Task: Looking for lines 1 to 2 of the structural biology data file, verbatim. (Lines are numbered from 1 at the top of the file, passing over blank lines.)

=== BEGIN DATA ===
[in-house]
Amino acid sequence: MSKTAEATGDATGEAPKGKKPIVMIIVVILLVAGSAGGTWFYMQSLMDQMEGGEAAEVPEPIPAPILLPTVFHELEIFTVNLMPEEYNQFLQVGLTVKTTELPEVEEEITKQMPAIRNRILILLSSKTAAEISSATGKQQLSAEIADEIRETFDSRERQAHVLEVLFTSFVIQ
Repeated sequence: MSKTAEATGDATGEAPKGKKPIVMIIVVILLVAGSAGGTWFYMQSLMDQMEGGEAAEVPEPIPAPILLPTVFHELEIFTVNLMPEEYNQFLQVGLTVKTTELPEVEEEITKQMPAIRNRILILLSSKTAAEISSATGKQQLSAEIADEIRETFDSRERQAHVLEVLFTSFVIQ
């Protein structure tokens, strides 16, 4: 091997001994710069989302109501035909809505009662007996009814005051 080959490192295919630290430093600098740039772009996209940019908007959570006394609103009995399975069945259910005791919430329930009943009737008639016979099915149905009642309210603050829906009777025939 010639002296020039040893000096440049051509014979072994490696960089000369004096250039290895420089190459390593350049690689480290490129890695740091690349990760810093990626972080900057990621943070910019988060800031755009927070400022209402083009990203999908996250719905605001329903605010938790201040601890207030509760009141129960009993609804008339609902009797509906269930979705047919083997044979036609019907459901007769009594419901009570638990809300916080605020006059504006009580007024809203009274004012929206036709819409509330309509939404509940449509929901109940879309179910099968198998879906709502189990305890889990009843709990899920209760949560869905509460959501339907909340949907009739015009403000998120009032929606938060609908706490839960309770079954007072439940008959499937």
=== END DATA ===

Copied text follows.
[in-house]
Amino acid sequence: MSKTAEATGDATGEAPKGKKPIVMIIVVILLVAGSAGGTWFYMQSLMDQMEGGEAAEVPEPIPAPILLPTVFHELEIFTVNLMPEEYNQFLQVGLTVKTTELPEVEEEITKQMPAIRNRILILLSSKTAAEISSATGKQQLSAEIADEIRETFDSRERQAHVLEVLFTSFVIQ